Don’t hassle the Huff: Oregon’s senior wideout primed for a breakout year

hufforegonliveJosh Huff is in the clear, and he has become Marcus Mariota’s favorite target.

Plagued by a DUII arrest, a speeding citation (found not guilty of both in January after numerous delays) a knee injury last season, a stress fracture the year before, Huff has had to fight through adversity throughout his productive Oregon career. Despite missing three games in 2012 he led the team in receiving yards and touchdowns (493, 7). Finally healthy and at peace with the challenges of fame, the media, and playing in the top college football program in the west, Huff seems ready to bust out in 2013 with a career year.

A big-play guy: Huff made a leaping, stretching, one-handed grab on this play in last fall’s Civil War. Efforts like these increase a quarterback’s confidence in a receiver, knowing he can go to him in a tight spot. (oregonlive.com photo).

 

 

“I feel a little bit more comfortable,” he told a gaggle of reporters at the spring game after nabbing four passes for 60 yards and two tds, all from Mariota in two quick quarters of work. Indeed, Huff looked the most at ease he’d been in three years of interviews, joking and smiling, showing off a gold phone accessory and a tee shirt that read “Don’t Hassle the Huff.”

Josh Huff has always played hard. Watch his highlight tape and you’ll see second effort, tough catches in traffic, and a devastating stiff arm of Desmond Trufant on the way to a 34-yard touchdown. Watch the highlight tape of any of Oregon’s other stars, and you’ll find The Huff laying down punishing blocks on the perimeter. Kenjon Barner ran for 1767 yards last season, 21 touchdowns, and on a majority of those magnificent runs, Josh Huff threw a key block. He’s a tough and unselfish football player, deeply respected in the Oregon locker room. Receivers coach Matt Lubick says of the senior from Houston, Texas:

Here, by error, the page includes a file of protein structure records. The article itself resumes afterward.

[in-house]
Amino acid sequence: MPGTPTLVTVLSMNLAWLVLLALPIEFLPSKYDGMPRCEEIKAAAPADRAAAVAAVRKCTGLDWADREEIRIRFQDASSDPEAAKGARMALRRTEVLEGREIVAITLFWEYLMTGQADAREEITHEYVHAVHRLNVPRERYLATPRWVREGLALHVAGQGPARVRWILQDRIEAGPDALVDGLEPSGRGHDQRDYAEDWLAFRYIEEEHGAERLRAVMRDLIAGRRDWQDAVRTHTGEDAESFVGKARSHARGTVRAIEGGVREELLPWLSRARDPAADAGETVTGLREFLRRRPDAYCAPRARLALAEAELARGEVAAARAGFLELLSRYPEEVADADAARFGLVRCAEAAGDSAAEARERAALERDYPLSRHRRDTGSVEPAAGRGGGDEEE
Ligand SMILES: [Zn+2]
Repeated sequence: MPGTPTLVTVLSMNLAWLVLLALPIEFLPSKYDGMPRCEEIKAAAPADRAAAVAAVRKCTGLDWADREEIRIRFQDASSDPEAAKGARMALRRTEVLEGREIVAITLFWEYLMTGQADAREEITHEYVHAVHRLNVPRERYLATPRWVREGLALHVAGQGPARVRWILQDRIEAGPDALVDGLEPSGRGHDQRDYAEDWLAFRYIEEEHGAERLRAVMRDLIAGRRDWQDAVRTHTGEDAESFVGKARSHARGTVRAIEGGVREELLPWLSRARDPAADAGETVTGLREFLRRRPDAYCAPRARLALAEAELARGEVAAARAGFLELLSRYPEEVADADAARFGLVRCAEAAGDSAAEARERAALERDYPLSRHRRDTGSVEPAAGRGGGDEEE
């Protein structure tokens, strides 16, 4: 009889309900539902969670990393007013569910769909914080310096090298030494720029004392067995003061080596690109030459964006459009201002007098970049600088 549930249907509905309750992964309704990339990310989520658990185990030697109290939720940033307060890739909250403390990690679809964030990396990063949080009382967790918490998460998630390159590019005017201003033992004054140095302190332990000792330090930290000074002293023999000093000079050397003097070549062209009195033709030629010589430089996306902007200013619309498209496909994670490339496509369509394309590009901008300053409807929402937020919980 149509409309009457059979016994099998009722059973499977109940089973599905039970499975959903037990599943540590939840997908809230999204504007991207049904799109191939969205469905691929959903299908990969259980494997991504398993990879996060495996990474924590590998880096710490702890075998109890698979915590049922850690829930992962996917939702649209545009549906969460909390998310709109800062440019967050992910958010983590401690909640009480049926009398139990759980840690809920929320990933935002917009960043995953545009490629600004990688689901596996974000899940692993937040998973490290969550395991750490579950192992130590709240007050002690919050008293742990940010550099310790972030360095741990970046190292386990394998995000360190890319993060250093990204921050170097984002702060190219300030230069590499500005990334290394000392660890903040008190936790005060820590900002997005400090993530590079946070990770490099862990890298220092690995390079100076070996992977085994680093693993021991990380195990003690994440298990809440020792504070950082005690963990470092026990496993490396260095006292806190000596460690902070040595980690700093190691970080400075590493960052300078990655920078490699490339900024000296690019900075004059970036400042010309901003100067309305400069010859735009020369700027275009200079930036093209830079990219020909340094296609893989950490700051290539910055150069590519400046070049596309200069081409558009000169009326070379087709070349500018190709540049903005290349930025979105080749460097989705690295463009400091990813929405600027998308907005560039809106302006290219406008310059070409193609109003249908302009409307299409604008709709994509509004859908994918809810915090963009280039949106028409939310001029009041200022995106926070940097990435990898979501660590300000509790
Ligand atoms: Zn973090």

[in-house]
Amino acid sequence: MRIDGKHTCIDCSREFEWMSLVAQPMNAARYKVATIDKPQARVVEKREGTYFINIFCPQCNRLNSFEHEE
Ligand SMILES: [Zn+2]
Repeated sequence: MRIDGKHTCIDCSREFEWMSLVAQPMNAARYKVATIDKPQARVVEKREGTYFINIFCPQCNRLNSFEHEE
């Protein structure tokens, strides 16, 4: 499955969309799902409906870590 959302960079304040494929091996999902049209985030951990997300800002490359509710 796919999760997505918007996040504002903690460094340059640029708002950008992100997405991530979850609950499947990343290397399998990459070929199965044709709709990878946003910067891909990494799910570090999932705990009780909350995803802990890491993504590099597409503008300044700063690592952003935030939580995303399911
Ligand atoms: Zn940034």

He’s a leader by example. He’s the most physical wide receiver I’ve ever been around. He tries to destroy the defender. And he’s a playmaker as well.

Blessed with 4.4 speed in the 40, Huff has improved his numbers for receptions, yards and touchdowns every season, and he’s poised for a big leap in 2013 for a number of reasons. The Ducks want to put the game in Marcus Mariota’s capable hands to much greater degree in his sophomore season, and he’ll be looking for his gutty, reliable number one target. Huff has played extensively for 3 seasons. with 35 game appearances and 22 starts. He’s filled a variety of roles in the offense and returning kicks, understanding as well as any Duck player the Oregon philosophy and what they’re trying to do offensively.

He’ll get a big boost from Lubick, the Webfoots new receiver coach and passing game coordinator, who turned out two 1,000-yard receivers last year at Duke. The son of long-time Colorado State Coach Sonny Lubick, he’s a master of receiving fundamentals who’ll help Josh and the other Duck pass catchers to improve their route-running with techniques like the pressure step, improved footwork, driving off the line of scrimmage to create separation from the defender.